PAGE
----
From the moment I first drove the Ferrari California T about eighteen months ago, I was in love, and I was surprised. I liked the previous “modern” iterations of this car – there were two, in 2008 and 2012 – but neither actually brought me to the point of doing the math in my head to evaluate whether I could somehow afford one of my very own. I can’t, but I still run the math every couple of days just to be absolutely sure.
As a publicist, I’m always honest about the product I’m working with, yet even so my telling the media how good something is won’t convince them – they have to experience it for themselves. For those who know cars and know the T, the majority will tell you this is the finest open-top GT money can buy. And I whole-heartedly agree. But why?
It all starts with the engine which, despite the naysayers who speculated that Ferrari’s decision to turbocharge its new 3.9 liter V8 (which also powers the 488 GTB and Spider) was a mistake, it is in fact a revelation. The sound is rich and full of bass, accompanied by whistling crescendos as the turbos build boost and the wastegates snap between gears, the wonderful torque surging you past anything and everything you chose to put behind you in a hurry. Its authority on the road is backed-up by the dual-mode Magneride suspension – one of the T’s few extra-cost options I consider mandatory (together with the HiFi stereo upgrade) – which never misses a step, giving just enough compliance to smooth broken roads, yet also the taughtness, grip and control to enjoy twisty roads at unthinkable speeds. Largely because the V8 is mounted aft of the front axle – the T is “front mid-engined” – it’s beautifully balanced, and steers directly and precisely as told by its driver. Carbon ceramic brakes are standard on the T (as with all Ferraris).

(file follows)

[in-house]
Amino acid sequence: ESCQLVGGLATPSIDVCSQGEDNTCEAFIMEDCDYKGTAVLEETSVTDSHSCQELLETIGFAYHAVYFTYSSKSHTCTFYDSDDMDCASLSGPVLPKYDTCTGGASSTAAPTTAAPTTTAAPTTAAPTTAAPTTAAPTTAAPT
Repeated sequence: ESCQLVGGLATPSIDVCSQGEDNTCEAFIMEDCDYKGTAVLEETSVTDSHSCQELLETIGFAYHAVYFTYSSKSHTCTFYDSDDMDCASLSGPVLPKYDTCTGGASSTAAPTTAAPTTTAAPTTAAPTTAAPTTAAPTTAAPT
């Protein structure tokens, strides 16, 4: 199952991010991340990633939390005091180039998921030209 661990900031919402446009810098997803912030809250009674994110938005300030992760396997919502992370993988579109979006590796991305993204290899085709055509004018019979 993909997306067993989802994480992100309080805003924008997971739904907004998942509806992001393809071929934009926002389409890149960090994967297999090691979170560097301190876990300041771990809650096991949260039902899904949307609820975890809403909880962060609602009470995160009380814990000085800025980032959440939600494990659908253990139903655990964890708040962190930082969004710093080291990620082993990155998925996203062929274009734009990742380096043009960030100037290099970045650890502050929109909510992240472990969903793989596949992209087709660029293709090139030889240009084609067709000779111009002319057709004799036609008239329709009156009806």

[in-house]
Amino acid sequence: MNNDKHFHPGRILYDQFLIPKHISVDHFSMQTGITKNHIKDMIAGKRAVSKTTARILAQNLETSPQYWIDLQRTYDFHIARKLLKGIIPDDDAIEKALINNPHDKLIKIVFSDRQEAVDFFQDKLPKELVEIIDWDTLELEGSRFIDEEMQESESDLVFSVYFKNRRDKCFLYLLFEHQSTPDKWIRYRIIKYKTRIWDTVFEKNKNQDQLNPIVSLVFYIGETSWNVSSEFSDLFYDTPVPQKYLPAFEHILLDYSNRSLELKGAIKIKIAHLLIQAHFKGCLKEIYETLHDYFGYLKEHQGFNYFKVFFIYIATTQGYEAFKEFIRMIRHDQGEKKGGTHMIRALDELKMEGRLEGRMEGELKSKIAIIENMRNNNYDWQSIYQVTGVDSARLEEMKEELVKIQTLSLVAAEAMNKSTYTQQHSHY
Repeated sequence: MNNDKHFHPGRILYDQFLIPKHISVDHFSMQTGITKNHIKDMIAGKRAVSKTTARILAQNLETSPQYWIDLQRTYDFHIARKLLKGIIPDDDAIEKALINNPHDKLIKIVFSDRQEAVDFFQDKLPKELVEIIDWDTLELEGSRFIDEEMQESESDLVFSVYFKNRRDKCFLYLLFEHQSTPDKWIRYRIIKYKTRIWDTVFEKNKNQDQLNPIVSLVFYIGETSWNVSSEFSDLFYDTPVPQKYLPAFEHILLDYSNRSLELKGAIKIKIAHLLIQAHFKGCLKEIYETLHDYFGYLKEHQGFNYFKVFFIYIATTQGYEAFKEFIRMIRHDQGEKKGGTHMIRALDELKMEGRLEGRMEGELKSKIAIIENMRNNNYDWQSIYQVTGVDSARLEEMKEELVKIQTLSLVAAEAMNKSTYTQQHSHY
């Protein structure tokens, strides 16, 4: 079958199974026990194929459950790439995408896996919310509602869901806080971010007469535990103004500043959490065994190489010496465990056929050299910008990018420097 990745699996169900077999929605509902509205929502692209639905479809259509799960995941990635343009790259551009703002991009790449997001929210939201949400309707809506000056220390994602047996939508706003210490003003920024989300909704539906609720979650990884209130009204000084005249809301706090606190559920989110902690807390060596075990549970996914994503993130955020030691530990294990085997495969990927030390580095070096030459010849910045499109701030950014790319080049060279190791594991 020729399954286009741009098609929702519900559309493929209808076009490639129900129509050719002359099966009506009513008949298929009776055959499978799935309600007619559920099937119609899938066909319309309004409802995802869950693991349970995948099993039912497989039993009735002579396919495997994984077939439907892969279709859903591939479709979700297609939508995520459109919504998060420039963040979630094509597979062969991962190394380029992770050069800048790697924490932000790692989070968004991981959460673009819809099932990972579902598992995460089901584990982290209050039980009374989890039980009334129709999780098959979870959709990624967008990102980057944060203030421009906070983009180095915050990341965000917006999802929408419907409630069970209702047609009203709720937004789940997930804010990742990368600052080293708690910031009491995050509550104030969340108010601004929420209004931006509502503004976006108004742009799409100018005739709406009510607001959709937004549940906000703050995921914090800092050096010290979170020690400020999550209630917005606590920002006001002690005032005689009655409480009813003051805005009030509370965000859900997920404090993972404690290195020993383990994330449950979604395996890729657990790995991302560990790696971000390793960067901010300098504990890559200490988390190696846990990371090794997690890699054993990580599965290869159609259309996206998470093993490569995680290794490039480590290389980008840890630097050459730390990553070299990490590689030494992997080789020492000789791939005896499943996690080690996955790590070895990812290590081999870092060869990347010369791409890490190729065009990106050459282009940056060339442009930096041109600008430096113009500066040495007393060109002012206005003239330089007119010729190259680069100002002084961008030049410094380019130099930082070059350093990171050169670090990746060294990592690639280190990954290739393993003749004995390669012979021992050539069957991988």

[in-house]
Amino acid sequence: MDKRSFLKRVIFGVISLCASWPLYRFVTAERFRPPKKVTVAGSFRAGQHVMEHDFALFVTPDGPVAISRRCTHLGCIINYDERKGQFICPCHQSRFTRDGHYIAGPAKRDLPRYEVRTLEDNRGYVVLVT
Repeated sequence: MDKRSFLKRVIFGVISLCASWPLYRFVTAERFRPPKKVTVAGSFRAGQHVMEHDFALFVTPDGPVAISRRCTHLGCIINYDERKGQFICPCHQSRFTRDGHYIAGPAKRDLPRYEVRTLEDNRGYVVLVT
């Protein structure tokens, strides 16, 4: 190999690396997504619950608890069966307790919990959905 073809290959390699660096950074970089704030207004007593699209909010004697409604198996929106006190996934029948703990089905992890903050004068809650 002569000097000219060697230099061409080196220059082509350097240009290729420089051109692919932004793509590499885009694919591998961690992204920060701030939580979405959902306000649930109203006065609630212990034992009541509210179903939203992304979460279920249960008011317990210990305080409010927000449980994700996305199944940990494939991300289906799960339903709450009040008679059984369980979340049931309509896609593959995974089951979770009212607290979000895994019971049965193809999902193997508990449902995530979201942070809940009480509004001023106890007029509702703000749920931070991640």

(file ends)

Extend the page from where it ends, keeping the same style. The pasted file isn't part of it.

And it looks great doing it, its design crisp yet aggressive, top open or closed. Together with the beautiful, top quality interior, and the dash of practicality provided by its two small rear seats, there’s a rare, well-rounded sense of purpose and cohesion to the California T. There is value, too, and before anyone scoffs at the idea that the $198,973 base price is a bargain – and yes, specifying interior options such as carbon fiber and special leather and stitching can easily push the price above $250k – consider that the T is priced below those in its competitive set including the Bentley Continental Convertible, Aston Martin DB9 Volante, and Porsche 911 Turbo S Cabriolet. Yet none of them combine looks, performance, and a sense of occasion like the California T. And none of them are a Ferrari.